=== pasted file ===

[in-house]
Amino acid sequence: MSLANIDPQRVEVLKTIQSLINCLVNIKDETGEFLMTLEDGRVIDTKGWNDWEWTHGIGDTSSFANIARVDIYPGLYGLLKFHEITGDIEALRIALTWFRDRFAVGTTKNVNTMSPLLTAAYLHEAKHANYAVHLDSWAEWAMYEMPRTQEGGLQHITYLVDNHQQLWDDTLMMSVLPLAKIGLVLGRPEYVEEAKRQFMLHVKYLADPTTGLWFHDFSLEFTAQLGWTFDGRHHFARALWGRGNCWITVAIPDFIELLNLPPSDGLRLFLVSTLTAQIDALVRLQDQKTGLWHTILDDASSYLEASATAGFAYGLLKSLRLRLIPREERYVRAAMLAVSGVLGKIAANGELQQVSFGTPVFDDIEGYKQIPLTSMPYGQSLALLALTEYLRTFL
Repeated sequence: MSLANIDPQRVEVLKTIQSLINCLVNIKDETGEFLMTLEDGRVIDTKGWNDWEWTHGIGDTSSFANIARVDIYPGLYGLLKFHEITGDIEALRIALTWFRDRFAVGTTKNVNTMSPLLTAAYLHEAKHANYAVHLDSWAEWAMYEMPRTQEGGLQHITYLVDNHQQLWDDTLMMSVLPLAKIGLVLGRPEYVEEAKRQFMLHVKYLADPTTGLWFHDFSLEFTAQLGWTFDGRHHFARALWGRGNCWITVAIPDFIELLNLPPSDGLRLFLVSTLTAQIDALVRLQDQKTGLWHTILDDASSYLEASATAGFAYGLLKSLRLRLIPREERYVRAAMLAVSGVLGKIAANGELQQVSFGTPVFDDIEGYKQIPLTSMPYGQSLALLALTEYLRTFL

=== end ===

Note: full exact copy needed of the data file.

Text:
[in-house]
Amino acid sequence: MSLANIDPQRVEVLKTIQSLINCLVNIKDETGEFLMTLEDGRVIDTKGWNDWEWTHGIGDTSSFANIARVDIYPGLYGLLKFHEITGDIEALRIALTWFRDRFAVGTTKNVNTMSPLLTAAYLHEAKHANYAVHLDSWAEWAMYEMPRTQEGGLQHITYLVDNHQQLWDDTLMMSVLPLAKIGLVLGRPEYVEEAKRQFMLHVKYLADPTTGLWFHDFSLEFTAQLGWTFDGRHHFARALWGRGNCWITVAIPDFIELLNLPPSDGLRLFLVSTLTAQIDALVRLQDQKTGLWHTILDDASSYLEASATAGFAYGLLKSLRLRLIPREERYVRAAMLAVSGVLGKIAANGELQQVSFGTPVFDDIEGYKQIPLTSMPYGQSLALLALTEYLRTFL
Repeated sequence: MSLANIDPQRVEVLKTIQSLINCLVNIKDETGEFLMTLEDGRVIDTKGWNDWEWTHGIGDTSSFANIARVDIYPGLYGLLKFHEITGDIEALRIALTWFRDRFAVGTTKNVNTMSPLLTAAYLHEAKHANYAVHLDSWAEWAMYEMPRTQEGGLQHITYLVDNHQQLWDDTLMMSVLPLAKIGLVLGRPEYVEEAKRQFMLHVKYLADPTTGLWFHDFSLEFTAQLGWTFDGRHHFARALWGRGNCWITVAIPDFIELLNLPPSDGLRLFLVSTLTAQIDALVRLQDQKTGLWHTILDDASSYLEASATAGFAYGLLKSLRLRLIPREERYVRAAMLAVSGVLGKIAANGELQQVSFGTPVFDDIEGYKQIPLTSMPYGQSLALLALTEYLRTFL